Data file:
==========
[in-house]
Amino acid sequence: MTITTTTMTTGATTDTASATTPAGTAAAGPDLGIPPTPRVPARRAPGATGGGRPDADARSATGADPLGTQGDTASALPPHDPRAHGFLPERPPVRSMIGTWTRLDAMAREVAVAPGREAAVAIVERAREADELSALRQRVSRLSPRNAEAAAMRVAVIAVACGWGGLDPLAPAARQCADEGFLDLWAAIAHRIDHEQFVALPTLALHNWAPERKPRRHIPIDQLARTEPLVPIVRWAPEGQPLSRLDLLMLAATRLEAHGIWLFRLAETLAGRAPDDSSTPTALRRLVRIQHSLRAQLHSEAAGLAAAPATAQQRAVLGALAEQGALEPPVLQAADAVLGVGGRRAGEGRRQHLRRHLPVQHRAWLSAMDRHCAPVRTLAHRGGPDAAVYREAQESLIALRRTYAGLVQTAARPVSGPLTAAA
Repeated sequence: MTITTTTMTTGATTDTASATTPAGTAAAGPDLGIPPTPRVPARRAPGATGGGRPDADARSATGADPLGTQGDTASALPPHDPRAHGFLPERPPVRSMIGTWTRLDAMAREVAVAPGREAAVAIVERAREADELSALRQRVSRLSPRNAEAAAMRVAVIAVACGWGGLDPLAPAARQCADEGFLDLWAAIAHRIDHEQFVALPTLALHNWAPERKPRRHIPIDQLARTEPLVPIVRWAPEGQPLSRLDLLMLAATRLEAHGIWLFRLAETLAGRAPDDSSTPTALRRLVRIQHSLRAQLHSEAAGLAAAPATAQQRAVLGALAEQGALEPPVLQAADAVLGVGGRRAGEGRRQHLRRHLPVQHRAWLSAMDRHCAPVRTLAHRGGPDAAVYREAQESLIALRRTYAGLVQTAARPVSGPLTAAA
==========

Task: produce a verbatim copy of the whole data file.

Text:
[in-house]
Amino acid sequence: MTITTTTMTTGATTDTASATTPAGTAAAGPDLGIPPTPRVPARRAPGATGGGRPDADARSATGADPLGTQGDTASALPPHDPRAHGFLPERPPVRSMIGTWTRLDAMAREVAVAPGREAAVAIVERAREADELSALRQRVSRLSPRNAEAAAMRVAVIAVACGWGGLDPLAPAARQCADEGFLDLWAAIAHRIDHEQFVALPTLALHNWAPERKPRRHIPIDQLARTEPLVPIVRWAPEGQPLSRLDLLMLAATRLEAHGIWLFRLAETLAGRAPDDSSTPTALRRLVRIQHSLRAQLHSEAAGLAAAPATAQQRAVLGALAEQGALEPPVLQAADAVLGVGGRRAGEGRRQHLRRHLPVQHRAWLSAMDRHCAPVRTLAHRGGPDAAVYREAQESLIALRRTYAGLVQTAARPVSGPLTAAA
Repeated sequence: MTITTTTMTTGATTDTASATTPAGTAAAGPDLGIPPTPRVPARRAPGATGGGRPDADARSATGADPLGTQGDTASALPPHDPRAHGFLPERPPVRSMIGTWTRLDAMAREVAVAPGREAAVAIVERAREADELSALRQRVSRLSPRNAEAAAMRVAVIAVACGWGGLDPLAPAARQCADEGFLDLWAAIAHRIDHEQFVALPTLALHNWAPERKPRRHIPIDQLARTEPLVPIVRWAPEGQPLSRLDLLMLAATRLEAHGIWLFRLAETLAGRAPDDSSTPTALRRLVRIQHSLRAQLHSEAAGLAAAPATAQQRAVLGALAEQGALEPPVLQAADAVLGVGGRRAGEGRRQHLRRHLPVQHRAWLSAMDRHCAPVRTLAHRGGPDAAVYREAQESLIALRRTYAGLVQTAARPVSGPLTAAA